I’d been 16 years old for less than a month, and I was irrationally embarrassed that my dad was here. It was my first week working at Firehouse Subs, ostensibly making sandwiches but literally just slicing bread and washing those clear, heavy plastic containers. I’d just secured my first W-2 job by driving east on Atlantic Boulevard and applying almost everywhere. I hoped for Publix; my reality became Firehouse.
I was near the register, Dad by the door at the other end of the red formica. He was checking on me, I know, and making small talk with the assistant manager, an ageless lady we called Miss Phyllis, who didn’t like flowers and who a month or so later would just never show up again. What she commented to my dad that I remember with a level of certainty I’d swear by in court: One elbow on the counter, talking in that parent-to-parent kind of voice, she said, “He’s the best employee we’ve ever hired.” Talking about me.
You’d think a compliment like that would be welcome, that I’d be proud or something. But it struck me then like it strikes me now: confusing, bordering on befuddling.
In the final week of 2022, author and anti-email activist Cal Newport published in the New Yorker a final word on the very ’22 phenomenon of “quiet quitting” and how it fits into the American social history of the life-work relationship. He casts the TikTok-based craze as just the latest episode in a long coming of age story in which we humans have to learn to live in realities of place and time and economy.
“This is why so many older people are confused by quiet quitting: It’s not meant for us,” he writes. “It’s instead the first step of a younger generation taking their turn in developing a more nuanced understanding of the role of work in their lives. Before we heap disdain on their travails, we should remember that we were all once in this same position.”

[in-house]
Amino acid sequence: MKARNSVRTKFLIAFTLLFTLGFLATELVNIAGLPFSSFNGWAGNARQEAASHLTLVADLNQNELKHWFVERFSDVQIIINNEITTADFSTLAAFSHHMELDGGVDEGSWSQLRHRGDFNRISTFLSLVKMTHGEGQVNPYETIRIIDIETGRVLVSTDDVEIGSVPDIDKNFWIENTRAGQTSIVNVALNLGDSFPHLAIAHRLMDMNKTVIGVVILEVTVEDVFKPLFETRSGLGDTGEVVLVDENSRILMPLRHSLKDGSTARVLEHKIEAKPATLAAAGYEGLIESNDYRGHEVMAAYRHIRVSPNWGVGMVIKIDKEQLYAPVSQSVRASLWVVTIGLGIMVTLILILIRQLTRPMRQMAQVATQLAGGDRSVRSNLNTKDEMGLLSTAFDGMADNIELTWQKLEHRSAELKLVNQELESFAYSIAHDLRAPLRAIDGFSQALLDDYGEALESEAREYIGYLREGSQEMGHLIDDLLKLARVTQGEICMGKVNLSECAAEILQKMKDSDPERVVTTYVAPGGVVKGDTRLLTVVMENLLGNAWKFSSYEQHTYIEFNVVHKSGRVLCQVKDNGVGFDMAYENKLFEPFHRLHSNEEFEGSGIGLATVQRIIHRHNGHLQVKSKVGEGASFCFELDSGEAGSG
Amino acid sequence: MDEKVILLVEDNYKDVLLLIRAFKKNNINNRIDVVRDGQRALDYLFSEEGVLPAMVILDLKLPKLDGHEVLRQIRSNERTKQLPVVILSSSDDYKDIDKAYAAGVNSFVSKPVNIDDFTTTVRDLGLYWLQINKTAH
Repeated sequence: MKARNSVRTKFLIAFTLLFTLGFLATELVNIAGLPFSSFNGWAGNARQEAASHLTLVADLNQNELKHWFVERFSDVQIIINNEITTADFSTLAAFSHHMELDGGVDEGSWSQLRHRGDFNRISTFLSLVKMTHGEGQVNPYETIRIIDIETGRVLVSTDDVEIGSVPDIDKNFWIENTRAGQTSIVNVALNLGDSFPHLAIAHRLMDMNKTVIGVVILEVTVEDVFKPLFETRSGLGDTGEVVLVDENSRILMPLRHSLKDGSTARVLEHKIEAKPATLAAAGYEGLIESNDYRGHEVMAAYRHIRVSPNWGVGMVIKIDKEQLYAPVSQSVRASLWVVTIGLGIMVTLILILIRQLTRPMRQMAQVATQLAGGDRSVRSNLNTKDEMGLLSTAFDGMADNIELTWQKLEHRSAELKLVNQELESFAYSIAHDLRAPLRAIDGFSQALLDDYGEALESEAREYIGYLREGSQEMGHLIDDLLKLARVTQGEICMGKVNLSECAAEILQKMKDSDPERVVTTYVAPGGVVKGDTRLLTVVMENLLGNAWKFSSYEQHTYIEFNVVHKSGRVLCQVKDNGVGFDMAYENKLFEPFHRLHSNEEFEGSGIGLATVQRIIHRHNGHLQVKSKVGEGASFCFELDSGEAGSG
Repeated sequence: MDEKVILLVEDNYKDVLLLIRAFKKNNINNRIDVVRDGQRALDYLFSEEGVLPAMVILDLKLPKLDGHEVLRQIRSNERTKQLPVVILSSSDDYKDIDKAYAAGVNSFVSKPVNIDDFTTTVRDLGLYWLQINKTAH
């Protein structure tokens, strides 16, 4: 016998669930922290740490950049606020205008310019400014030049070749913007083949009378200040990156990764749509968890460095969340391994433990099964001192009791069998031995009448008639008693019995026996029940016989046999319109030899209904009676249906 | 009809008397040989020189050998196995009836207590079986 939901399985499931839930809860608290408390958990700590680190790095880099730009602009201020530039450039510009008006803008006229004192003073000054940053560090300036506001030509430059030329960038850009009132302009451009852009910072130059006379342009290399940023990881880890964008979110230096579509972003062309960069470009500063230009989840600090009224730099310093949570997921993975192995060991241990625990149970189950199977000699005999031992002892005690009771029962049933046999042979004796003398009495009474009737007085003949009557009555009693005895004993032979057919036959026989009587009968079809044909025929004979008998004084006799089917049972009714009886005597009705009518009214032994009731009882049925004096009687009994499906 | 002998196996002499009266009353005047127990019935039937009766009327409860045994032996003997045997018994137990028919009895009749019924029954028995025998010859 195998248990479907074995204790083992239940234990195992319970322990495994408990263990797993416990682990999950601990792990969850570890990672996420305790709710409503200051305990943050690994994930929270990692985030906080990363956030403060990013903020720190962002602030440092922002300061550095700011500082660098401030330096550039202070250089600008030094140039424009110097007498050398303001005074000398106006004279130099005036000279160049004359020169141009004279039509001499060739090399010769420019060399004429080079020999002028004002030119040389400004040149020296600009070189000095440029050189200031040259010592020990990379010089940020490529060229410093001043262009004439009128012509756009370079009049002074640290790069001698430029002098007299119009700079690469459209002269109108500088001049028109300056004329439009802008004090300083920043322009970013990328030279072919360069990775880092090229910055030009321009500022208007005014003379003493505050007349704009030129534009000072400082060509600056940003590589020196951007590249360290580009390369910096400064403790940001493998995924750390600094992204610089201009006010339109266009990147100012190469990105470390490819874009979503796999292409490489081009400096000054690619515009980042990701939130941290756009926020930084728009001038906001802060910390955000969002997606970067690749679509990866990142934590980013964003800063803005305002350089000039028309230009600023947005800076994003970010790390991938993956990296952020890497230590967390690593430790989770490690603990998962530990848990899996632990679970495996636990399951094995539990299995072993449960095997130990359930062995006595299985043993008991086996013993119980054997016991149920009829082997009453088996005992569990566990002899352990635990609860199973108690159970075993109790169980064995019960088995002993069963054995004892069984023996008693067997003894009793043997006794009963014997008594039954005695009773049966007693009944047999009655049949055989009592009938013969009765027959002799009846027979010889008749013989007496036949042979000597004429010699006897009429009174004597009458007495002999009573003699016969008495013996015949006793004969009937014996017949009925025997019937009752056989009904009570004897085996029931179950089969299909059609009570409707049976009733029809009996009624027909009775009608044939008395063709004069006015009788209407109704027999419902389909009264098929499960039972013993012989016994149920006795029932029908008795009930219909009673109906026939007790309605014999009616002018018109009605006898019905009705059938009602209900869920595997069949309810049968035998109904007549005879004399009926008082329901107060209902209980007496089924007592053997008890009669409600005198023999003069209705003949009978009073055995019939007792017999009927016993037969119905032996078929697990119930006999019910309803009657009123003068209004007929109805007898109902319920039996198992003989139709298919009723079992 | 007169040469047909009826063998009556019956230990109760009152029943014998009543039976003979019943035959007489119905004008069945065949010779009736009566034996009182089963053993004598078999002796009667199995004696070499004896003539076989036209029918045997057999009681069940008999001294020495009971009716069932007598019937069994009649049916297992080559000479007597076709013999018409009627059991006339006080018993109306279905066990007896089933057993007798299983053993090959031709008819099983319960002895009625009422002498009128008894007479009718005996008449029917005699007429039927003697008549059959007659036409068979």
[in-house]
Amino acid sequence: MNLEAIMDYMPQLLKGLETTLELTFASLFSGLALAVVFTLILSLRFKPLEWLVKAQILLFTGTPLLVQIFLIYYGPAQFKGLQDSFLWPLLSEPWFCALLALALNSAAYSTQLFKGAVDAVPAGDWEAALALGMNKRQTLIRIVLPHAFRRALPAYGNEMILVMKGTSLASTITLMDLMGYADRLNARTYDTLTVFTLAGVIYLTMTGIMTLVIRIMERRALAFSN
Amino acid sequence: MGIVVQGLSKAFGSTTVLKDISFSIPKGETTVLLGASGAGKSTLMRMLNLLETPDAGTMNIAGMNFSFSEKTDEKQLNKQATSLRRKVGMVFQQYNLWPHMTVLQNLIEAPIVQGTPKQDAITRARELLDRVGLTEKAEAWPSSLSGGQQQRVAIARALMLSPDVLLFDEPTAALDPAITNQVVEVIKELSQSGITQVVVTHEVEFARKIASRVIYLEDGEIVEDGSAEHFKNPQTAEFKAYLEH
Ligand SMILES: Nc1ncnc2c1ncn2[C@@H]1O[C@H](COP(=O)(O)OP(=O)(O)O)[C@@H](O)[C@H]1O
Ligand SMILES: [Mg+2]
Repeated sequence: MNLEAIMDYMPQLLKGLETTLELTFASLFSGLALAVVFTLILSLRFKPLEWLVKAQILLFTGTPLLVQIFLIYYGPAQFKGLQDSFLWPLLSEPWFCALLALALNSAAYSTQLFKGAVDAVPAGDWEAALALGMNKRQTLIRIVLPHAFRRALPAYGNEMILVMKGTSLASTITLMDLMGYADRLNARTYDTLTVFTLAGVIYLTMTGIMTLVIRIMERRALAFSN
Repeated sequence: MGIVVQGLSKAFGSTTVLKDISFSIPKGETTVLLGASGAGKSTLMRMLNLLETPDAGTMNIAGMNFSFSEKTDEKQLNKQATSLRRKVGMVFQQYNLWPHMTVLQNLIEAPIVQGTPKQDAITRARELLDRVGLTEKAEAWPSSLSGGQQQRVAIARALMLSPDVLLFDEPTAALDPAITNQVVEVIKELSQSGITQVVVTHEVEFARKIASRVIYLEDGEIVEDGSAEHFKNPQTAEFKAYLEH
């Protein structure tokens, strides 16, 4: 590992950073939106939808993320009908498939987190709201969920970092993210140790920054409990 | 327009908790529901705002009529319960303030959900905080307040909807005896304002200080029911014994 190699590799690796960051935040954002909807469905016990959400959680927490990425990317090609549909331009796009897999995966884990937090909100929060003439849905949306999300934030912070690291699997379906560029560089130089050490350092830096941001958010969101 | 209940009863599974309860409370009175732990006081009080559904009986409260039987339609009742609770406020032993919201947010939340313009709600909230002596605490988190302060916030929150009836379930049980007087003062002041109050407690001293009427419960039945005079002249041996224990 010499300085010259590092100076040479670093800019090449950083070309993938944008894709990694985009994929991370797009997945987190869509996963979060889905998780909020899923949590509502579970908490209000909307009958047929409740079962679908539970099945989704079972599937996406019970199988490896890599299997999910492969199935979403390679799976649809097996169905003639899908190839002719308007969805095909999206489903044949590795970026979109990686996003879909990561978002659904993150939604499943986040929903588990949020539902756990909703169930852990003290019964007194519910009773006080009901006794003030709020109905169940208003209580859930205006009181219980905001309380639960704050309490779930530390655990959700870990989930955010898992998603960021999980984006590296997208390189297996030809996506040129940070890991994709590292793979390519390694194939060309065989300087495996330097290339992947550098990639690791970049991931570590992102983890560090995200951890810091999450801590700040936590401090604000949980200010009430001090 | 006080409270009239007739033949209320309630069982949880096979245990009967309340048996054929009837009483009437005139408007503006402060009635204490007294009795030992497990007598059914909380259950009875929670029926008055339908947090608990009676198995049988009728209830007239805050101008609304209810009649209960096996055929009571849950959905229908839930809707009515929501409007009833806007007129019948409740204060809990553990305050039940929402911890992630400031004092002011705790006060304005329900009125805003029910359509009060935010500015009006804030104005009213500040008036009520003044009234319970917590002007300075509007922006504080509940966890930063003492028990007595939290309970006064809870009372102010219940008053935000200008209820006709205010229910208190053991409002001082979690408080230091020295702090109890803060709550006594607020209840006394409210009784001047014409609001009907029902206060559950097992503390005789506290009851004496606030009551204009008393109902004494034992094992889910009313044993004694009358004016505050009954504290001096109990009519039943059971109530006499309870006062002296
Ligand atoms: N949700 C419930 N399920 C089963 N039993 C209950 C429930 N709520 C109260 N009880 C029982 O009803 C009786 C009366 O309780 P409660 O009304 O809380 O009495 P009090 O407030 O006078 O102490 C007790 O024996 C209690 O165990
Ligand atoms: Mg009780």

Newport recounts that before quiet quitting, millennials like him and like me thought maybe we could have a four-hour work week, which we wanted mainly to escape the Gen-X ideal of passion-following, which was itself an escape from the monotony of a Boomer’s stability fetish. And so on. Other than hopefully boxing up an over-hyped internet topic, Newport’s essay serves to remind us that for just about all Westerners, work and how we do it is almost always existential and seemingly always in need of a change.
If you’re a regular to pages and screens of Common Good, you’re familiar with some of the contours of recent work topics. Some about quiet quitting, yes. And alternatives to work-life balance (a recurring theme around here). More interestingly, we’ve kept an eye on the maturing conversation about balance, not between work and life, but between competing powers in the workplace, which includes proposals for so-called post-capitalism work culture. (For a compelling example, look at the Beloved Economies project, though you could debate whether this idea is post capitalism or actually better capitalism).